We’re on the brink of your second Christmas, Gwen, and I think you are ready to dive head-first into all the joy and exhilaration of the hustle-bustle holiday season. We’re so excited to share this time with you, to see how you respond to stockings and presents and carols and having all your grandparents around you. We love you with all our hearts and are so glad you are our daughter.

Merry Christmas, Gwen!

Love,
Mama

Monday, December 21, 2009

The post where I alienate pretty much everyone

Right. So. Santa.

It’s pretty hard to raise a kid in North America avoiding all exposure to Santa. Though some people are bound and determined to try. Frankly, I am still in the “I don’t see the harm,” camp. But to explain why, I have to share a little bit more about my own experiences.

I was raised as a Christian (Lutheran, to be precise). But we believed in Santa, too. I never saw these two figures as opposed: they each had their place in the Christmas rituals. Another important aspect of my fondness for Santa is that the myth was not taken from me in a sudden, traumatic way: that is, there was no older, trouble-making kid who spoiled all the fun by telling me Santa wasn’t real. No one ever said that to me. I came to the realization myself, very gradually and gently, and this allowed me to form my own ideas about what Santa was and wasn’t. I decided that Santa is a symbol: a symbol of kindness, generosity, love. Going the extra mile because “It’s Christmas”. Santa is the excitement of knowing something secret and special is about to happen, the joy of giving gifts to people you love. The wonder of it all.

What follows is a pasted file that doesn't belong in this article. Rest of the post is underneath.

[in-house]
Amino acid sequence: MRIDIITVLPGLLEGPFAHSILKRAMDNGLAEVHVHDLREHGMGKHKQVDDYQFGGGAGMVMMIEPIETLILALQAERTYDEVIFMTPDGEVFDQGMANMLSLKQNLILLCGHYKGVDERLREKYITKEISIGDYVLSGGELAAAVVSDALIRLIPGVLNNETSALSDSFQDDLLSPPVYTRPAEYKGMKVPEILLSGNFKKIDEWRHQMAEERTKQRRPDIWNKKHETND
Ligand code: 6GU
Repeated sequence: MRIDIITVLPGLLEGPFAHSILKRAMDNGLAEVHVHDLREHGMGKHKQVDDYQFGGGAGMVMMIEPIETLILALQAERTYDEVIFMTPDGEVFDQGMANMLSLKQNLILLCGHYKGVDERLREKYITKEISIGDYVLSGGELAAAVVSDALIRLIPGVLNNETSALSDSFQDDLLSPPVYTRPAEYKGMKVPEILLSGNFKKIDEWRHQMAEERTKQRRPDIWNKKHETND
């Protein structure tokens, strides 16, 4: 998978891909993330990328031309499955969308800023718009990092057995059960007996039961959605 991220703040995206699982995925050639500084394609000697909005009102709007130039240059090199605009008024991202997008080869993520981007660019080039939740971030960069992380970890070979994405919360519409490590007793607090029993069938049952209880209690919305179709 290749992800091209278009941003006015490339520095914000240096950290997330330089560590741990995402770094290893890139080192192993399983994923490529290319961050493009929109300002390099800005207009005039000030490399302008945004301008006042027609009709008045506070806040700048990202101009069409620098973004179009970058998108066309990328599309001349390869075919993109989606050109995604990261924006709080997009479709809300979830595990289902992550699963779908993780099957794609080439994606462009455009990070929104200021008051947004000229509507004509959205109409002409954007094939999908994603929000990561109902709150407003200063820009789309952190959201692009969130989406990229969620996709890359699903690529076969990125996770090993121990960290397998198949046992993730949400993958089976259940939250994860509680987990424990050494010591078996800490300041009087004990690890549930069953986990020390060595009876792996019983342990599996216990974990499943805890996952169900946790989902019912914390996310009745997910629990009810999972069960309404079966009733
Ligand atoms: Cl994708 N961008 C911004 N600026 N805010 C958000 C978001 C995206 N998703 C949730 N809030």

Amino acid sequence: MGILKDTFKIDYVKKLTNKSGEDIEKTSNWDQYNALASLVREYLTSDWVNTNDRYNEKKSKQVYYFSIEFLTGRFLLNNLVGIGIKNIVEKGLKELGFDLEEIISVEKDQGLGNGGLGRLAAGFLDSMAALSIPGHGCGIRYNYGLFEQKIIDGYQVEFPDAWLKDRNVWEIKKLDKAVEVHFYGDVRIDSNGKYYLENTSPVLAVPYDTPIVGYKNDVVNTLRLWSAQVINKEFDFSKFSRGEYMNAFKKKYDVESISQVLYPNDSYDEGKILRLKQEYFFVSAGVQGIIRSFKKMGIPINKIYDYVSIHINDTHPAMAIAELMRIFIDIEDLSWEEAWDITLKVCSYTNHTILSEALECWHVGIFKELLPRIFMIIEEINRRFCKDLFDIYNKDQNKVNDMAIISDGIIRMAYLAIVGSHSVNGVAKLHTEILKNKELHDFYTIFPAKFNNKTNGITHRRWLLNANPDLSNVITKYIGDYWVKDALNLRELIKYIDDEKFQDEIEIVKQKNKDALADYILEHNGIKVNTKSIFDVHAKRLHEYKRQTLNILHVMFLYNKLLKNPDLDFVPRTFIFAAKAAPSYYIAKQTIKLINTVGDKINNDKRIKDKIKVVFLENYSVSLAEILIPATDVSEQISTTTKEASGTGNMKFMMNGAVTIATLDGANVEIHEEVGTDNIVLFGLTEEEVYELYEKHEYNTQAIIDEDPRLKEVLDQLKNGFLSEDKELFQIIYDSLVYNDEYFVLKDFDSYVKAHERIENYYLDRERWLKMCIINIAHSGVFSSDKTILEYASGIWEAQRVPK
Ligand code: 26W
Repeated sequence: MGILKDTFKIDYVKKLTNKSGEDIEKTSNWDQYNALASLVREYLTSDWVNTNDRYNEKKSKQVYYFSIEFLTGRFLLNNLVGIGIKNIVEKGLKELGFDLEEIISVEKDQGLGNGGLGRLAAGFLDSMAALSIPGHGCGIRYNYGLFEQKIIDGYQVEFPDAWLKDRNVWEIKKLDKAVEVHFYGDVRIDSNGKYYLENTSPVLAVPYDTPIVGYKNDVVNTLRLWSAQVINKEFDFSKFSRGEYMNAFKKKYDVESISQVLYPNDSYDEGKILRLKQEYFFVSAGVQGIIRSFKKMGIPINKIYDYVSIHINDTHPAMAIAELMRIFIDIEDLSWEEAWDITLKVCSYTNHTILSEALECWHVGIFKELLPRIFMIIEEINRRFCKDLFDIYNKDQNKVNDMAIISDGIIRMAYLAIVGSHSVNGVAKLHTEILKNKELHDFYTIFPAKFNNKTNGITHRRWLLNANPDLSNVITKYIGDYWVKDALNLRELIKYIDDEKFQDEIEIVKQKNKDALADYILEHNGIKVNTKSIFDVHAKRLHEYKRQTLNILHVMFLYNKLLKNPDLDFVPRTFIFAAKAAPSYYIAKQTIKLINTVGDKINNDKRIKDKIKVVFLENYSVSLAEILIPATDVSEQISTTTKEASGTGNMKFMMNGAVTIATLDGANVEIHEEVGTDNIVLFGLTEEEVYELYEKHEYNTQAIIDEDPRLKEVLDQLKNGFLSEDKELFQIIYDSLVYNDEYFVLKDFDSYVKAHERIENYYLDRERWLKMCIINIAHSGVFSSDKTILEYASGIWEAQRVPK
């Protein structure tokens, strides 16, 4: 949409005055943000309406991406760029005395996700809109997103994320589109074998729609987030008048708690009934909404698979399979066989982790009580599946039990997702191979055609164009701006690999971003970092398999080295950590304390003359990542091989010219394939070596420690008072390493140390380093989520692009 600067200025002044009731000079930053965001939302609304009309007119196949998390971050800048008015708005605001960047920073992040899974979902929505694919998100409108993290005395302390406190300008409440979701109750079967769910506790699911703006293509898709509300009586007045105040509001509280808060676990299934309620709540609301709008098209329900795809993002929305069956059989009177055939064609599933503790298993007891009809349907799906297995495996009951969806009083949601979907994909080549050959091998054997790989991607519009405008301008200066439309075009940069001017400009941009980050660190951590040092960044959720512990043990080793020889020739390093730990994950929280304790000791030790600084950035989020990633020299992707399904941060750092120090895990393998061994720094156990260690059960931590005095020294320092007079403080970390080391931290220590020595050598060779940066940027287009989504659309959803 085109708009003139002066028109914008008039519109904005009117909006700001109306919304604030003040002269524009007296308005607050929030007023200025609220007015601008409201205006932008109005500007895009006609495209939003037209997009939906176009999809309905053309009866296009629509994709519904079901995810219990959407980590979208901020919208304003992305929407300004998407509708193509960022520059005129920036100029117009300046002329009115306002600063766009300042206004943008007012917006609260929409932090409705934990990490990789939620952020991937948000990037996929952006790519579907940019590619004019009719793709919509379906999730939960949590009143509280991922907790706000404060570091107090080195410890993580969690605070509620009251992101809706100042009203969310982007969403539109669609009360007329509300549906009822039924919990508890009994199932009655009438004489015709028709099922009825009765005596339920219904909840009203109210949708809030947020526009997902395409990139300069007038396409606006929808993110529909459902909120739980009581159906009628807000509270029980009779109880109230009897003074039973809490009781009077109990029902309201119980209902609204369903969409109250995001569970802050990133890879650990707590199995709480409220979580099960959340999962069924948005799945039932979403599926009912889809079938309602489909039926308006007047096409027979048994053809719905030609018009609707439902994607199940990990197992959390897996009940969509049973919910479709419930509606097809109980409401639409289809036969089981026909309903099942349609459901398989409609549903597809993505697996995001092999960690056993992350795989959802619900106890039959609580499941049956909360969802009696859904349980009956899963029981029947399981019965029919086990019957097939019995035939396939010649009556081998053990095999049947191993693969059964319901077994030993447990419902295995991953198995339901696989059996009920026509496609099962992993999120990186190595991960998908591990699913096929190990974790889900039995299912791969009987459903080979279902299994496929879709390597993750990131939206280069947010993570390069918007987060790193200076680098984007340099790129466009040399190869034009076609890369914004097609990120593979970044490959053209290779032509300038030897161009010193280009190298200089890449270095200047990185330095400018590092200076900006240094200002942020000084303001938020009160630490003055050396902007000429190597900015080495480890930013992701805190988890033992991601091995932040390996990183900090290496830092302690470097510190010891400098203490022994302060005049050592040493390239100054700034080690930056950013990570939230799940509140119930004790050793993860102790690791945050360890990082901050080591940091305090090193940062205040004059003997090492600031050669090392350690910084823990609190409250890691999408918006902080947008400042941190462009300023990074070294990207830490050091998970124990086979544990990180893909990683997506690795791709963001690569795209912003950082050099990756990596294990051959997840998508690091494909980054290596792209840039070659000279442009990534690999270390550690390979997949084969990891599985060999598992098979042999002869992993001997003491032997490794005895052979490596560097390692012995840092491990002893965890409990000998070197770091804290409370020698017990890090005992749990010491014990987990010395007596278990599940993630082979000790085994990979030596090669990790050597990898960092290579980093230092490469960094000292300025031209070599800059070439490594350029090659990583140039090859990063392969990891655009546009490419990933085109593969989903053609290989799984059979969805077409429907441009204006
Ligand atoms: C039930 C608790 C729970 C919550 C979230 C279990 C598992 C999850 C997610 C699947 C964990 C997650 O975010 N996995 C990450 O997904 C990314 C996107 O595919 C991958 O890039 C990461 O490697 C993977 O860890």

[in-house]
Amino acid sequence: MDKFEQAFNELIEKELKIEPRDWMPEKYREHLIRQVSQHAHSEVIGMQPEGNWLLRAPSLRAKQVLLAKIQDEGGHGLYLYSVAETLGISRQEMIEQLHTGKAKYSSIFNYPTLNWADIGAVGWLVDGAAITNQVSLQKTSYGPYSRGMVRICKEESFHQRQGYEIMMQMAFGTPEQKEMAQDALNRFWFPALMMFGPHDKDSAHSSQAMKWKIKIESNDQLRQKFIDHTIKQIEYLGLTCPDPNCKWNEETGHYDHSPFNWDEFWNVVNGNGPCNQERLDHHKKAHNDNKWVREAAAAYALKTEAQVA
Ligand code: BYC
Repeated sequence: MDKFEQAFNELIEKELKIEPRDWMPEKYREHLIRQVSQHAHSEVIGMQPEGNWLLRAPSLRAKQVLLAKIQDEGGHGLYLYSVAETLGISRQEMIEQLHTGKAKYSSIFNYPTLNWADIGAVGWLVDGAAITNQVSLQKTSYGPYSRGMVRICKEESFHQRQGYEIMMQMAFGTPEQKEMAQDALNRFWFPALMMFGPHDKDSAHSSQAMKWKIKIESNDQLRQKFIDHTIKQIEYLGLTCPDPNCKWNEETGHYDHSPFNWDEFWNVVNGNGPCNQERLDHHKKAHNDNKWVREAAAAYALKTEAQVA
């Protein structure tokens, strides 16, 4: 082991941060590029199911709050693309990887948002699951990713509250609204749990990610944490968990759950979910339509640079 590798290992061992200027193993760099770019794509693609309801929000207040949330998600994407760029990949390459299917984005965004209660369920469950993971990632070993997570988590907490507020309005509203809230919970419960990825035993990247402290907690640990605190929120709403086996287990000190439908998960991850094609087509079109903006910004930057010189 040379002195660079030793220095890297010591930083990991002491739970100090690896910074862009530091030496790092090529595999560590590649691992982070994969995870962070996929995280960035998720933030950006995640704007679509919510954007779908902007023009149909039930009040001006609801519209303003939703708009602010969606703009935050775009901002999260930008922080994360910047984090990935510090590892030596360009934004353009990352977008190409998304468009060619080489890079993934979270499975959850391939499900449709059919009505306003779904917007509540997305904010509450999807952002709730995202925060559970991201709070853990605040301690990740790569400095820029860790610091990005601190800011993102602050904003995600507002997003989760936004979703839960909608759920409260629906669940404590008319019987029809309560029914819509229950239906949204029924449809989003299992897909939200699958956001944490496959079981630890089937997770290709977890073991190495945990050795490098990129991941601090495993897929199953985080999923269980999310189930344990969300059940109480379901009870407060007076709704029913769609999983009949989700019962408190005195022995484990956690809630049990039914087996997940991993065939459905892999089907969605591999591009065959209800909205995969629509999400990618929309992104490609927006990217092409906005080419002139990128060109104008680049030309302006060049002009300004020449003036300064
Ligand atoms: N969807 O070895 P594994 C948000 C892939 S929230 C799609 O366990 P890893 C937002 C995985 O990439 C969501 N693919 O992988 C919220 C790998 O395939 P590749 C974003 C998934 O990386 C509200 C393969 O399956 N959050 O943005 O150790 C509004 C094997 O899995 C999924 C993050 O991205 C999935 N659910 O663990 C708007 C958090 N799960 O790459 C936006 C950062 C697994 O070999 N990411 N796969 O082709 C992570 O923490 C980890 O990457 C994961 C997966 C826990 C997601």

For me, Santa symbolizes the spirit of Christmas as seen through childhood eyes. I don’t think that spirit is a made-up fairy tale, at all. I think it exists in all of us, and this time of year brings it out in us.

There are a lot of arguments against Santa. One is that when children find out that their parents lied to them about Santa, they will decide their parents lied to them about Jesus, too, and conclude that he doesn’t really exist either. I think that’s an oversimplification. I think if your faith in God is shaken by a man in a red suit, it’s not the jolly old man who’s to blame. There are a lot of reasons why it’s hard to raise a Christian child in today’s world. Santa is the least of our problems.

Another argument is that the Christmas Story should be able to fulfill a child’s need and desire for magic at Christmas time. I believe with all my heart that all these things happened: that God came to earth and became a man; that Jesus was born of a virgin; that a star led the wise men over hundreds of miles to greet the new king; that a myriad of angels heralded his birth; that his birth and death saves me from my sins. I believe all of that – but it took me over 20 years of reflection, study, and discussion with others to get to that point. My daughter – forgive me – is not there yet. She can’t understand that it takes more than two seconds to turn bread into toast. I can’t articulate these abstract concepts to her yet. The Santa concept is a lot easier.